Note: Where available, the PDF/Word icon below is provided to view the complete and fully formatted document
 Download Current HansardDownload Current Hansard    View Or Save XMLView/Save XML

Previous Fragment    Next Fragment
Wednesday, 23 May 2018
Page: 4401

Mr THISTLETHWAITE (Kingsford Smith) (18:36): Last year the Senate asked the government to split its corporate tax bill. That was the bill that was seeking to reduce corporate taxes for big businesses from 30 per cent to 25 per cent, and the Senate wanted to split that bill and only have a threshold of $50. They would lower the corporate tax rate for businesses with a threshold below $50 million. What did the government do at the time the Senate made that request? The government agreed. The government agreed to split that corporate tax bill at the time and ensure that there was tax relief for businesses under $50 million worth of turnover.

The bills that we're discussing here today come in three phases, and it's clear that there are three phases of this particular plan. On 1 July this year the low- to middle-income tax offset of $530 comes into effect. Labor has said we will agree to this phase of the personal tax plan. But, as to the second and third phases, in 2022 and 2024, which really are a con job to try to hoodwink Australians into voting for the Turnbull government again and again, Labor, many in the Senate and, indeed, the Australian public have requested the year-by-year breakdowns and that this bill be split. We want to be able to guarantee this first phase of these personal income tax cuts, and we can do that. We do that and ensure that this tax relief is provided on 1 July this year.

So what we've got here is that the government is willing to split the corporate tax bill. They're willing to do what the Australian public didn't want in terms of tax cuts but what the Senate wanted in terms of splitting that bill, but they're not willing to do what the parliament now wants in terms of splitting these bills. It says everything about this government's priorities. They are willing to bend over backwards for business but are not willing to do the same to provide tax relief for households and workers. And, of course, we know that the big banks are the big beneficiaries of further tax cuts in the corporate sector and we know their record when it comes to supporting the big banks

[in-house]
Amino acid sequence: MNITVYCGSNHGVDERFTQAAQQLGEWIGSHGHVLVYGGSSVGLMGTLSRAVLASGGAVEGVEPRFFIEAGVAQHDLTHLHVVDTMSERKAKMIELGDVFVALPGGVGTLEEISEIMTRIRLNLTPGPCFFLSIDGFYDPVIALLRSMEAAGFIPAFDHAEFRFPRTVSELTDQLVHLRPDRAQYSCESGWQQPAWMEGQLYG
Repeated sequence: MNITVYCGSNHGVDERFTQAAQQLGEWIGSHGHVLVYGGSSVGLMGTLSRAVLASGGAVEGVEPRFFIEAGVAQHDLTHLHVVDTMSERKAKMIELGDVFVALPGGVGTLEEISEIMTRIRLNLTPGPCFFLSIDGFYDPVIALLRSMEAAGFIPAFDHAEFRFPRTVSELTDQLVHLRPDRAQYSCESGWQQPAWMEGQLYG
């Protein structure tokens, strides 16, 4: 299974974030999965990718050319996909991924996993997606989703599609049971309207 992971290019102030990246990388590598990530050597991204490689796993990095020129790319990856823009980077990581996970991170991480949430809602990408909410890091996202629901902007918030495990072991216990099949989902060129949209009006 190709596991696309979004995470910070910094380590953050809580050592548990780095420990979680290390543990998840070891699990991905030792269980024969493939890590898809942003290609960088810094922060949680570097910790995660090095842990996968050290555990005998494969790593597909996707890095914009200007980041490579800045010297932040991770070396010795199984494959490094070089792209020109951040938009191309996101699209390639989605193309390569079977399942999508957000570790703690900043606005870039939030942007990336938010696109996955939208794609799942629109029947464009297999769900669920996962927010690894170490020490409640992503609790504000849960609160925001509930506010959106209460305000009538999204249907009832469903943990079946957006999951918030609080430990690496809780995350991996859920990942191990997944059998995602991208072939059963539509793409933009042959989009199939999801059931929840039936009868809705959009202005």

Labor will support the first phase of the plans, and the reason we're still considering the second and third phases is that the government won't provide the year-by-year breakdowns of the cost of this proposal for the second and third phases of the tax plan. Given that the proposal doesn't come into effect for another seven years, there's no urgency to phases 2 and 3 of this tax plan. There is in respect of the first phase, and Labor said we would agree to that. We'll agree to that. Given the uncertainty that exists in the global and domestic economy into the medium term—something that's been recognised by Treasury, and something that's been recognised by this Treasurer sitting at the table today—and the fact that Treasury has admitted that the overall cost of this tax plan is $140 billion to the Australian budget, it's entirely reasonable that the Labor Party, as a good opposition, ask questions and get the details of the year-by-year breakdown of what's proposed here. We have tried to do that through several days of questions in the parliament during question time and we've tried to do it through the Senate estimates process, but guess what? The Treasurer and this government aren't forthcoming on this issue. We think that this is a reasonable request.

The IMF, the RBA and many economic commentators have said that this is a time for fiscal consolidation and not fiscal expansion. Given that there's uncertainty in the global economy moving into the second and third phase, it's entirely reasonable for the Labor Party to be asking for those details, and the government will not provide them. That is the reason Labor is still considering those second and third phases, and that is the reason Labor, entirely reasonably, is asking for this bill to be split. It's not inconsiderate, given that the government did that with the corporate tax plan. If they do that, we can provide immediate tax relief for households and workers in this country. So we once again ask that the government act reasonably and in the interests of Australian workers and consider splitting this tax bill.

The SPEAKER: The question is that the amendments moved by the member for McMahon be agreed to.